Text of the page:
AI presents challenging hurdles in processing
OCEAN CITY, Md. — Do virtual reality, artificial intelligence and robots have a role in the future of poultry processing?
Yes they do, Colin Usher, senior research scientist at the Georgia Tech Research Institute, the applied research arm of Georgia Tech, told industry leaders at the National Meeting on Poultry Health, Processing and Live Production.
But it won’t be easy.
There are huge challenges to using artificial intelligence systems to operate robots on a processing line, Usher said. He explained that sensing systems would have to identify individual chickens from a pile, then direct robots to manipulate them individually and place them properly, such as in cone loading. “These things are very challenging for a robot to do,” he said.
He explained that, because every chicken is unique, each one has to be processed uniquely. “You need to be able to sense and make the right decisions, you need to be able to manipulate all of the product properly and you need to be able to accurately measure it and make the right decisions so you can treat the product uniquely.”
Unlike manufacturing where artificial intelligence and robots are widely used, there are significant challenges to using robots on the plant floor, Usher said, because each chicken is unique, malleable, slippery and messy. “It’s not a car assembly line,” he said.
Beef and lamb processors in Australia and New Zealand use robots, but Usher explained that it is difficult to apply their experience to poultry processing because poultry is a high through-put operation while beef is a high-value product with a much slower processing line.
“With poultry, you’ve got up to 180 birds per minute,” he said. “Even cutting-edge artificial intelligence has a 90, 95 percent accuracy in making the right decisions to control the robot. Ninety percent accuracy at 180 birds a minute is 18 times you’re failing a minute.
“Even if you can make the right decision, manipulating is hard. A chicken [carcass] sitting on a stainless-steel table is slipperier than an air hockey table,” he said.
Usher said advances in sensing may make robotic processing possible in the future. For example, he said, a 3-D imaging sensor in a commonly available video game may be adapted for use in processing plant automation. “Ten years ago, that was a $50,000 camera with half the resolution,” he said.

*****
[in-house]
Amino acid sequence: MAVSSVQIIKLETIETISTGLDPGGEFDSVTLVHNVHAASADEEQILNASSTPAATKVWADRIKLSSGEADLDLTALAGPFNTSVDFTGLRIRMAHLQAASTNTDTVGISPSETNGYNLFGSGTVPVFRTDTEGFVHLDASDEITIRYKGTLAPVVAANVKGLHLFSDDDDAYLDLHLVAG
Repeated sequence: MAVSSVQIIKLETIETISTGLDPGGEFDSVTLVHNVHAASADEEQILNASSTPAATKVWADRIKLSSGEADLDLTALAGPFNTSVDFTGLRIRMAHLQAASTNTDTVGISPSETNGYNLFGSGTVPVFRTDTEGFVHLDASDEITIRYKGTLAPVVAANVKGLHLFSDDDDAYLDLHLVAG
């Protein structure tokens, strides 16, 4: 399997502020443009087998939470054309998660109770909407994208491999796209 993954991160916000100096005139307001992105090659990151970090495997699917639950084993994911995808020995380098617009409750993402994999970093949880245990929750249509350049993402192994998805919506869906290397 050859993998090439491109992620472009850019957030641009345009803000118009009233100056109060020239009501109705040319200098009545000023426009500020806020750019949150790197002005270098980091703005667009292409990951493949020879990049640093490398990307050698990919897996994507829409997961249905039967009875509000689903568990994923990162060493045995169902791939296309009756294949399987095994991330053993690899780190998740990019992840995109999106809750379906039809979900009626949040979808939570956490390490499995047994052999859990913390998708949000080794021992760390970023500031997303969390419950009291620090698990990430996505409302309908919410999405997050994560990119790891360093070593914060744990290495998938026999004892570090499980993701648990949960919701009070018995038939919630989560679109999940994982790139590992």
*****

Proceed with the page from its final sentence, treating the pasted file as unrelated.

Usher noted some automated deboning systems are available now, but “you get marginally less yield with an automated system than you get with people on the processing line.
That affects the bottom line,” he explained. Despite this shortcoming, he said, some plants “are sacrificing yield and implementing automated deboning systems now because of the labor shortage.”
Usher speculated on the use of virtual reality, now used primarily in gaming, in chicken processing. He discussed one “outside-the-box” project using virtual reality systems. He reminded his audience that “poultry processing is hard; it’s harsh environments; it’s cold; it’s humid; the tasks are very repetitive; it’s dangerous; there is high turnover and chronic labor shortages.”
His project would harness VR to enable a human at a remote site to direct a robot in a processing plant. The human, wearing a VR headset, could be in a safer, more comfortable location, possibly in a different city or country.
Usher explained that the human in a virtual environment would only have to click to indicate to the robot what to do or where on the chicken to do it.
The human would not have to wait for the robot do its task. This has major implications beyond just automating a process, he explained, because the human could immediately switch to another robot, perhaps in another state or country, and tell it what to do.
Repeating this process, the human could direct robots in many locations over the course of a workday. This would “enable a new type of workforce,” Usher said, similar to Uber where, if you have a car, you can drive people around. Likewise, in his scenario, if you have a VR headset and appropriate training, you could log in and find processing and manufacturing tasks with robotic systems and “put your VR headset to work and make some money.”